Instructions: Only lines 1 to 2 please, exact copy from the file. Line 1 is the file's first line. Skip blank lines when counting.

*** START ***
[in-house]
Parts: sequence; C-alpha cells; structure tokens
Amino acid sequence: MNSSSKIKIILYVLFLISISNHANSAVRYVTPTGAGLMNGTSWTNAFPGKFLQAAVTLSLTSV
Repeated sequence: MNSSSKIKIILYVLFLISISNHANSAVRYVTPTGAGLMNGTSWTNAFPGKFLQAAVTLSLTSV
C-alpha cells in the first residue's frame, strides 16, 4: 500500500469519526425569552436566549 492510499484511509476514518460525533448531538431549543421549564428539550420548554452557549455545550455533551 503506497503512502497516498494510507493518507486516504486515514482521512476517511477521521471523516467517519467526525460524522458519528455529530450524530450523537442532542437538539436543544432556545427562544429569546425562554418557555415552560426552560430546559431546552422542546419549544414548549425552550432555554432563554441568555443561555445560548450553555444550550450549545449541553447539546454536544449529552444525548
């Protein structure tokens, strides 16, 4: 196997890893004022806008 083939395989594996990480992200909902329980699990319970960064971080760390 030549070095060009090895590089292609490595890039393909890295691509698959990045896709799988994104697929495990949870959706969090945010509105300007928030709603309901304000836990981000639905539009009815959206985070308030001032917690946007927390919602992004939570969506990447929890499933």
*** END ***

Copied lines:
[in-house]
Parts: sequence; C-alpha cells; structure tokens